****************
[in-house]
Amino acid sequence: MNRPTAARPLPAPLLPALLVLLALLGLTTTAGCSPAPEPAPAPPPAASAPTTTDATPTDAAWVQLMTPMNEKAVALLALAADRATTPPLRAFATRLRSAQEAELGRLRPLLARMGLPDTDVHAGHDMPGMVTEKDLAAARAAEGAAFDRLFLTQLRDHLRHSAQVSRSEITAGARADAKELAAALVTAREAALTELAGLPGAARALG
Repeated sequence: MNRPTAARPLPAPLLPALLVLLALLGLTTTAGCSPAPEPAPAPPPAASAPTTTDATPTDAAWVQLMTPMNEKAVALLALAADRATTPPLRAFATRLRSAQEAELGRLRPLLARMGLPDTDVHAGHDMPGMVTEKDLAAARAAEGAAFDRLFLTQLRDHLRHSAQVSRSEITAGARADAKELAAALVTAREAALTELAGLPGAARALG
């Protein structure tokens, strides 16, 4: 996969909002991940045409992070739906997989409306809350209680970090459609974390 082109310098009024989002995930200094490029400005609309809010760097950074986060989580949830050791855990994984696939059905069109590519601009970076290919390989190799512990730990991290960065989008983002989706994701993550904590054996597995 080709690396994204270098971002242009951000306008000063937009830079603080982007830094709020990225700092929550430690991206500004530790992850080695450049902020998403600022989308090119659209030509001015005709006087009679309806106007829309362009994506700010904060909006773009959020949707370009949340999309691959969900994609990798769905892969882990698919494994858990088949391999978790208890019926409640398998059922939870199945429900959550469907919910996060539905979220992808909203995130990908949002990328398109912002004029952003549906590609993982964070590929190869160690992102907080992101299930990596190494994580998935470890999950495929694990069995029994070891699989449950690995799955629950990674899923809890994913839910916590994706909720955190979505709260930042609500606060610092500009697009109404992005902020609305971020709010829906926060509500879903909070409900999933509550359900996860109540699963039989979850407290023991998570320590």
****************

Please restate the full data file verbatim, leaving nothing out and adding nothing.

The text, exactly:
[in-house]
Amino acid sequence: MNRPTAARPLPAPLLPALLVLLALLGLTTTAGCSPAPEPAPAPPPAASAPTTTDATPTDAAWVQLMTPMNEKAVALLALAADRATTPPLRAFATRLRSAQEAELGRLRPLLARMGLPDTDVHAGHDMPGMVTEKDLAAARAAEGAAFDRLFLTQLRDHLRHSAQVSRSEITAGARADAKELAAALVTAREAALTELAGLPGAARALG
Repeated sequence: MNRPTAARPLPAPLLPALLVLLALLGLTTTAGCSPAPEPAPAPPPAASAPTTTDATPTDAAWVQLMTPMNEKAVALLALAADRATTPPLRAFATRLRSAQEAELGRLRPLLARMGLPDTDVHAGHDMPGMVTEKDLAAARAAEGAAFDRLFLTQLRDHLRHSAQVSRSEITAGARADAKELAAALVTAREAALTELAGLPGAARALG
């Protein structure tokens, strides 16, 4: 996969909002991940045409992070739906997989409306809350209680970090459609974390 082109310098009024989002995930200094490029400005609309809010760097950074986060989580949830050791855990994984696939059905069109590519601009970076290919390989190799512990730990991290960065989008983002989706994701993550904590054996597995 080709690396994204270098971002242009951000306008000063937009830079603080982007830094709020990225700092929550430690991206500004530790992850080695450049902020998403600022989308090119659209030509001015005709006087009679309806106007829309362009994506700010904060909006773009959020949707370009949340999309691959969900994609990798769905892969882990698919494994858990088949391999978790208890019926409640398998059922939870199945429900959550469907919910996060539905979220992808909203995130990908949002990328398109912002004029952003549906590609993982964070590929190869160690992102907080992101299930990596190494994580998935470890999950495929694990069995029994070891699989449950690995799955629950990674899923809890994913839910916590994706909720955190979505709260930042609500606060610092500009697009109404992005902020609305971020709010829906926060509500879903909070409900999933509550359900996860109540699963039989979850407290023991998570320590």